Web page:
Some of the state's 30,000 job-seeking veterans got the opportunity to show off their skills to prospective employers at the Heroes 4 Hire career fair in East Hartford on Tuesday.
Organizers say it's the largest career fair in Connecticut and the largest career fair for veterans in all of New England.
"Getting these vets in front of the employers is what’s important because there is an issue with vets getting jobs when they get home," said Jim Lauber, who works with veterans at the Connecticut Department of Labor.
The challenge of finding work is different for each veteran.
John Carroll says he suffered from PTSD after the Gulf War and ended up in prison. Now he’s just looking for a second chance.
"Pretty much all I’m looking for is a chance to prove to somebody that I can be reliable," said Carroll.
Reliability and discipline are common characteristics that make veterans attractive employees.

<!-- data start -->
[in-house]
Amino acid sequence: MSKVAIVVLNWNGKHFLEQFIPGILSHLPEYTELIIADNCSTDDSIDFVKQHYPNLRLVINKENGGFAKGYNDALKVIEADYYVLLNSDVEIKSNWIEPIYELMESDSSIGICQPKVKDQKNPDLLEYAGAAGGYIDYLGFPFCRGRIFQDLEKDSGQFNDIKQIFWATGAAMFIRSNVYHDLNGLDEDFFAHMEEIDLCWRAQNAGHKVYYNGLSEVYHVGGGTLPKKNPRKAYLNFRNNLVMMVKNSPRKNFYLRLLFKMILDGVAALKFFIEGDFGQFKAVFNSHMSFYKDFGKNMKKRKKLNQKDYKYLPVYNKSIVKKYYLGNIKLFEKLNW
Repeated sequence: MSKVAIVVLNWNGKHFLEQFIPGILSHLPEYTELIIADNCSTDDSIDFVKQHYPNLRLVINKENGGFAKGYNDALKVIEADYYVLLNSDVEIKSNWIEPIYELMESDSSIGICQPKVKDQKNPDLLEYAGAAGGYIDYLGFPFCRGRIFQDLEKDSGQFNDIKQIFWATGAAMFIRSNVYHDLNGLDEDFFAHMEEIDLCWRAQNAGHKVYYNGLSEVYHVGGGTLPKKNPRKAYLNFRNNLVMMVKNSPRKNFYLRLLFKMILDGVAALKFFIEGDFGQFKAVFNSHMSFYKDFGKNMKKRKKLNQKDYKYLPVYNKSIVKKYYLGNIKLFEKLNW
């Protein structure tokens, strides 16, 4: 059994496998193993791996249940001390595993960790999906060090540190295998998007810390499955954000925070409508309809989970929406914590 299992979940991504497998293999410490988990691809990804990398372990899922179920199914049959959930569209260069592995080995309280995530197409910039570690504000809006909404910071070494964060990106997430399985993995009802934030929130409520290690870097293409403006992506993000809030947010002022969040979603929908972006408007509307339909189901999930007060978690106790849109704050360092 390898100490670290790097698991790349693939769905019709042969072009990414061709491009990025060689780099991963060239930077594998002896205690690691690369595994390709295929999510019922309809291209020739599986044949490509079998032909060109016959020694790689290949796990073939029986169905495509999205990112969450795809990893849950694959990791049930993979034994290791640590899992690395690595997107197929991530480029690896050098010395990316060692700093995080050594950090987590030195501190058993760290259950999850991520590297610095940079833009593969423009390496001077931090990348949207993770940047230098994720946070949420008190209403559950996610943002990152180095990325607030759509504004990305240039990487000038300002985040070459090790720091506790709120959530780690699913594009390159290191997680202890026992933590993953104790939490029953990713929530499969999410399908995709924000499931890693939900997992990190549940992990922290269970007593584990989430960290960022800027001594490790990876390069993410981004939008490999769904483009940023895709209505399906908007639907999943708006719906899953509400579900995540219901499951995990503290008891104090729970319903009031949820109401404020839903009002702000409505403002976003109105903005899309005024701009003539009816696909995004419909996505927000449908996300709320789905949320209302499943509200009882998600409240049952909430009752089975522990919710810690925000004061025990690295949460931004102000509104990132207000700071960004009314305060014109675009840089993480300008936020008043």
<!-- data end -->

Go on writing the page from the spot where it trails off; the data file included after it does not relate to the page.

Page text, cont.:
"They’ve had great training, great skills. They know a tough work environment, and they’re pretty well adaptable to change," explained Greg Beno, senior branch manager at Adecco USA.
It’s not just veterans seeking jobs, but also their spouses.
Carla McCoy’s husband is in the Army, and she expects to move every two to three years. She’s on the search for a job that can move with her.
"I’m looking for something where I can grow and also something’s that transferable to our next station," said McCoy, who lives in Chicopee, Massachusetts.
For Gregory Ackison, who worked as everything from a military mail carrier to a medic in three different branches, the challenge is trying to find something as rewarding as serving his country.
"Taking that next step. To make it as meaningful as where you served and why you served," said Ackison, of Somers.
As the draw-down of troops continues, experts say more veterans will be on the job hunt.